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Discussion Starter · #1 ·
Curious what you guys think of grounding kits. Will they help smooth out engine operation, electrical sensors/actuators operation, etc? Or are they pretty much useless? Reason I ask is this:

I'm gonna get a Walbro 255 before I get flashed. I've read that the 255HP is pretty much "plug and play", no re-wiring necessary. What I'm trying to figure out is if a grounding kit would help the operation of the 255. It probably draws a fair amount of current, right? More than the stock fuel pump? I know some people have complained of the Wally being kinda loud too. So I was just curious to know if having a grounding kit would help smooth things out with a high flow fuel pump and the electrical demands that come with it.
 

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I consider the grounding kits to be fool's gold. They act as a placebo, because the Evo is already very-well grounded.

If you really want one, though, make your own for $5-10. Don't pay for those $100 colorful ones that make the engine bay look like a circus.

The Walbro will whine, but it's no biggie. Good choice getting it before the flash...
 

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Discussion Starter · #4 ·
OK, yeah that makes sense. And I suppose with the dual voltage supply to the pump there should be no problem. Thanks again for the help, guys. I always know I can come here for straight-up answers minus the BS. :thumb:
 

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My 2 cents on the fuel pump - Instead of getting the Walbro GSS342 255 l/hr Hight Performance fuel pump, get the Supra TT fuel pump instead.

See http://www.roadraceengineering.com/fuelpumpflowrates.htm and http://forums.evolutionm.net/showthread.php?t=210600&page=1&pp=15

If I could do it again (which I will), I'd get the Supra TT fuel pump that is made by Denso and get a Jestr flash. John aka Jestr is amazing, and it will be the best US$52 you ever spent. You'll need to get a Tactrix cable (around US$90) and it will allow you to backup your stock map, upload new maps, do datalogging (Jestr is working on fine tuning my map based on logs that I get using EvoScan, another US$25 well spent).

Don't bother with the grounding kit. It may have some effect, but I'd rather put the money into the Tactrix cable, EvoScan (Mitsulogger is free, but has less features), and the Denso fuel pump for the Supra Twin Turbo.

The grounding kit *may* then make sense if it will deliver more current to the fuel pump, or you could just get some high gauge OFC cable and run it from the battery to the fuel pump. Alternatively, you could get a battery relocation kit to shift that 40 kg battery to the boot and gain the benefit of being able to run a good and short electrical cable to the fuel pump (which would be just 30 cm away if you relocated the battery to the trunk
 

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Why suggest the Supra fuel pump instead? That's not necessary - 99% of Evos use the Walbro. The e-flash thing I've posted about and given instructions on how to use EcuFlash. Jestr didn't start doing it until well after Dynoflash who started the whole e-flash fad.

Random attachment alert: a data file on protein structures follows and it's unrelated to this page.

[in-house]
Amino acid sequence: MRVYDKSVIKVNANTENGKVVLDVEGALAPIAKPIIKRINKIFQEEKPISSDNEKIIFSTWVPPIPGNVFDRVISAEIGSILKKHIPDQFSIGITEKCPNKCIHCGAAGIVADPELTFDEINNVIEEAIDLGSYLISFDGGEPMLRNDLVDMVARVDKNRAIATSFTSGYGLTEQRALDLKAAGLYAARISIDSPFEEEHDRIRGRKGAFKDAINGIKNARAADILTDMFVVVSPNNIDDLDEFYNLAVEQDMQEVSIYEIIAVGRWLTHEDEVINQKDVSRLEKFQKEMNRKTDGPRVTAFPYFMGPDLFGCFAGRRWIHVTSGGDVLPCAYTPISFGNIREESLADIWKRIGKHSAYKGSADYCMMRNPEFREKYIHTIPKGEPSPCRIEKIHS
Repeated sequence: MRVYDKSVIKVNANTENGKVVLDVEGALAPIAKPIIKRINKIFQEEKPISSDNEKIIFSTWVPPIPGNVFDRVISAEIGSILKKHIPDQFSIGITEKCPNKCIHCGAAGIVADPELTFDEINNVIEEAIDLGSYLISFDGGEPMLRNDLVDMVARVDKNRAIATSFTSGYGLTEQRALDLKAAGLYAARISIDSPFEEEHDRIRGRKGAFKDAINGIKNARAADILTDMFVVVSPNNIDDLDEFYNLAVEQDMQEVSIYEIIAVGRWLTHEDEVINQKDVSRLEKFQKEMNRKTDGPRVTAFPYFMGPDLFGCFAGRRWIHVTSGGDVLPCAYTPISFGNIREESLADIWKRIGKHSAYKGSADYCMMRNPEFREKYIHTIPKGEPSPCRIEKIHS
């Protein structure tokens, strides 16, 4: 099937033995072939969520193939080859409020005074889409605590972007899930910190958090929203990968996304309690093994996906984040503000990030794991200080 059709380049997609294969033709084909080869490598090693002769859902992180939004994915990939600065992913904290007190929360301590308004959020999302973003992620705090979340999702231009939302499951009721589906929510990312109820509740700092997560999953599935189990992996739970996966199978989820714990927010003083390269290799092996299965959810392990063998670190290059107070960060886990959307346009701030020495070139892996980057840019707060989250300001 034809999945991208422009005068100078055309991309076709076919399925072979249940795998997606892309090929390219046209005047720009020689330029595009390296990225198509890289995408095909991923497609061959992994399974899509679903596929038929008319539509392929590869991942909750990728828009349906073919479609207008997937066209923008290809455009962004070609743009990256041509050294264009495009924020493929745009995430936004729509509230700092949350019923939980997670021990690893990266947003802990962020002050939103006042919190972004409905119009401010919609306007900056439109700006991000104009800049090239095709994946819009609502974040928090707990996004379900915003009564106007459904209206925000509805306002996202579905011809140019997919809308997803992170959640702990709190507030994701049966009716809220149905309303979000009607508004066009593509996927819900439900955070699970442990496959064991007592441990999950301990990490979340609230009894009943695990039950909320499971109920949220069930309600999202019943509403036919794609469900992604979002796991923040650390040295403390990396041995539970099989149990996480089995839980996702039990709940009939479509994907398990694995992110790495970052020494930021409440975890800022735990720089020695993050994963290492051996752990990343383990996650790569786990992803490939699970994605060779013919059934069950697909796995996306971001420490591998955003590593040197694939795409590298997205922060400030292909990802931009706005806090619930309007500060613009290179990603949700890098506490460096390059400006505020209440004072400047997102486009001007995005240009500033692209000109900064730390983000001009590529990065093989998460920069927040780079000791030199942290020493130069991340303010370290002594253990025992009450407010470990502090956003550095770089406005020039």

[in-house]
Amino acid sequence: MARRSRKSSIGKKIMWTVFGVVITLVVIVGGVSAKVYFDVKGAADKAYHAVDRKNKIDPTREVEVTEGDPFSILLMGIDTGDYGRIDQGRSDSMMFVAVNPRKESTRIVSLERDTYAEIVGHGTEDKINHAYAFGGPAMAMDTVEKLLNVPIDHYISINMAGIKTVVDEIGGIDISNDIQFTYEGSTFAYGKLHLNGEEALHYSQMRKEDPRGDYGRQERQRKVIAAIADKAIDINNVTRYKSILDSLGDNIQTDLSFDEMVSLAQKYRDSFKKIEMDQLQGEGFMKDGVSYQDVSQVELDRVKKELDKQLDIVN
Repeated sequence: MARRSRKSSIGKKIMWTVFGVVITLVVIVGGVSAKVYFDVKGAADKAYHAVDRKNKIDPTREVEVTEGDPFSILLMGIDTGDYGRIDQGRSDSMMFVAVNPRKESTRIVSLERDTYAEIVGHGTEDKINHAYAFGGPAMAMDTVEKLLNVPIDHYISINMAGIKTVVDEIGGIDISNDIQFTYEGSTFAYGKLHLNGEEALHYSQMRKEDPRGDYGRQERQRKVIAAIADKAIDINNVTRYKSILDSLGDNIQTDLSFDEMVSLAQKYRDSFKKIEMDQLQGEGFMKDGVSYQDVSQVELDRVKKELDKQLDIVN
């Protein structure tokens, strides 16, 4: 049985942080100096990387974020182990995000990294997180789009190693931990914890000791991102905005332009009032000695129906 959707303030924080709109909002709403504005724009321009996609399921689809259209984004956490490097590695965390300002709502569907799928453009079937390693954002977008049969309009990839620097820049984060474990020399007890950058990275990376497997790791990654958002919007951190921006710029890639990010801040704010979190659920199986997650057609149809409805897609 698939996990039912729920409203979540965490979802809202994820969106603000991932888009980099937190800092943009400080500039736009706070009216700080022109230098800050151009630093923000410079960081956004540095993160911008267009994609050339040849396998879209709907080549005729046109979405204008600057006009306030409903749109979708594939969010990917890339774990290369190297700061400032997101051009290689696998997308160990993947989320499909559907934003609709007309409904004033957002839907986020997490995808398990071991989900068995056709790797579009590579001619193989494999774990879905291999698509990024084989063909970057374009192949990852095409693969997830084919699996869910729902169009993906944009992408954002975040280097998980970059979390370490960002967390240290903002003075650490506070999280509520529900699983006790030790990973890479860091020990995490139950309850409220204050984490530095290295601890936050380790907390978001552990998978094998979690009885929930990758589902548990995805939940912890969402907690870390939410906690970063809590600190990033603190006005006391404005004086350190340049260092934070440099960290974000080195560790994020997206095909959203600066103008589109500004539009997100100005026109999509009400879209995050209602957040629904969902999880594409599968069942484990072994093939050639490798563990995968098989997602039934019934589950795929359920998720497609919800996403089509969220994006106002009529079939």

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I agree. And the point that the OEM pumps are more likely to have been designed with durability and reliability in mind over flow alone, may be valid. I have seen and heard too many cases of engines going up in smoke due to the Walbro failing, but I have never heard any cases of the Supra TT fuel pump failing. Of course, statistically, there are probably a lot more Walbros in Evos today than there are Denso Supra TT fuel pumps, but I would rather spend the extra $100 and not have to worry rather than save the money and risk damaging the engine, where repairs would cost me so much more.

This is definitely worth a read: http://www.stealth316.com/2-fuelpumpguide.htm

Some things you never cut corners on:

fuelling
fuel quality
oil quality
brakes
tires

They can either save your life or your tires.
 

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YOu have seen TOO many cases? I haven't seen hardly any, and I'm constantly in the middle of current info in this community. It is extremely rare considering the vast number of Walbros being used, yet the number of our cars using Supra TT pumps is extremely rare. Obviously, the cases of failure are going to be higher on the one that is use far more often - it's the law of probability. The Walbro is not a cut corner, that is for sure.
 

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I'm not saying the Walbro is a rubbish pump, but I have seen a number of pumps fail (and the blown engine that comes after), and while not common, it does happen, and between that and an OEM (I've never heard of the stock Evo fuel pump failing on a stock Evo) pump, I'd cough up the extra and get the Denso, which is an OEM pump, and *should* be more reliable.

In any case, i've never heard of any Supra TT fuel pumps failing on the Evos, and the extra money is cheaper than having to repair an engine, right?
 

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so what would be needed to make it fit? if anything. and could i just go to a toyota dealer and order it? i have friend that works @ a toyota dealer, so he gets discounts off parts, that is why i ask.
 

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You could ask. The part number is Denso 195130-1020

I just spoke with my tuner, and he says no real benefits from the Denso fuel pump, except for possible reliability. He's never had a Denso fail on him yet, but he has seen one or two Walbros fail under heavy load (not on a stock engine and turbo though)
 
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